Wait. Didn’t we leave bedtime routines behind when we were ten? You might have, but it’s time to rethink this age old tradition.
Bedtime routines serve two main purposes 1) to tell the brain what happens next and 2) to relax.
But, mom isn’t ushering you through a routine anymore. You get to decide when and what it includes.
Choose wisely because it can make the difference between being on the top of your game or shuffling through the next day in a haze.
Your brain needs routine. In fact, it thrives on it. The human body takes advantage of the most predictable routine on Earth, the light/dark pattern of the Earth’s revolution around the sun.
It uses sunlight to time many of the processes and behaviors that repeat throughout a regular 24-hour cycle, including your sleep cycle. Sunlight suppresses sleep hormones. As light starts to fade, those hormones come out in full force.
However, electricity has made rising and setting with the sun a thing of the past. While the brain will continue to respond to your environment and light levels, it also adapts and responds to your habits. A bedtime routine acts as a sleep cue in lieu of traditional light.
Given enough time, the brain will recognize when to start gearing up for the sleep cycle based on your bedtime routine. To be successful, you need to perform each activity in the same order and start them at the same time every day.
However, first you have to decide what you’re going to include. Our biggest tip—choose activities that relax you, which is, of course, the second purpose of the bedtime routine.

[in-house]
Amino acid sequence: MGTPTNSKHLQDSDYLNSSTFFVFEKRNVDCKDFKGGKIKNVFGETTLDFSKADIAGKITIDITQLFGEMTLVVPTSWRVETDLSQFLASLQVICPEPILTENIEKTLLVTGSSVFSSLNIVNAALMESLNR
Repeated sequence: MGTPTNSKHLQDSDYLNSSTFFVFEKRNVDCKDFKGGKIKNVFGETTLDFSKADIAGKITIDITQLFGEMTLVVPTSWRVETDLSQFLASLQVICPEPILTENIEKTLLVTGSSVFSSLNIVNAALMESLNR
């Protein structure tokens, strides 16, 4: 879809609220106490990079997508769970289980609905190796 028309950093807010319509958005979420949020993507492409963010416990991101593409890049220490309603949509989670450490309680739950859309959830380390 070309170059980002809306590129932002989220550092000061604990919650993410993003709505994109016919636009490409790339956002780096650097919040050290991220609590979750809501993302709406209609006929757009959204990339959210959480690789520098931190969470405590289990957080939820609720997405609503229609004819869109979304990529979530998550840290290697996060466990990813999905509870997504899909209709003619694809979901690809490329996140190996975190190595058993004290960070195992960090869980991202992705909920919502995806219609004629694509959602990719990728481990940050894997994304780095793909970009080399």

Start active: Turning out lights, checking windows and doors, or peaking in on children might be where you start. If you’ve already done those things, head straight to the basic tasks of getting ready for bed—changing into pajamas, brushing your teeth, and using the bathroom.
The transition: Transition activities take you from active to calm because they bring down your heart rate and blood pressure. They can really be anything you want as long as they relax you.
Reading a book, listening to quiet music, and journaling are common transition activities. Gentle yoga has been shown to reduce stress-related inflammatory proteins in the bloodstream and can even be done while in bed. If cutting coupons or crocheting makes you sleepy, make it part of your routine. However, try to avoid televisions, laptops, and other electronic devices that emit bright light. Bright light, especially that on the blue spectrum, suppresses sleep hormones.
The finale: If you’re not already in bed by this time, you should be. This really isn’t a necessity, but if your eyes are still open, you can go through a final exercise for sleep. Meditation, progressive muscle relaxation, or a final yogic resting pose should smoothly transition you to sleep.
Build your routine on other healthy sleep habits. Like a bedroom that’s dark, cool, and quiet and a mattress that supports your weight and preferred sleep style. Keep your bedtime (and wake up time) consistent, and avoid high-fat meals and caffeine before going to bed.
Once you’ve established a routine, it can help you fall asleep no matter where you are. Give it time. Be consistent. You may even wonder how you ever fell asleep without it.
Source: Ellie Porter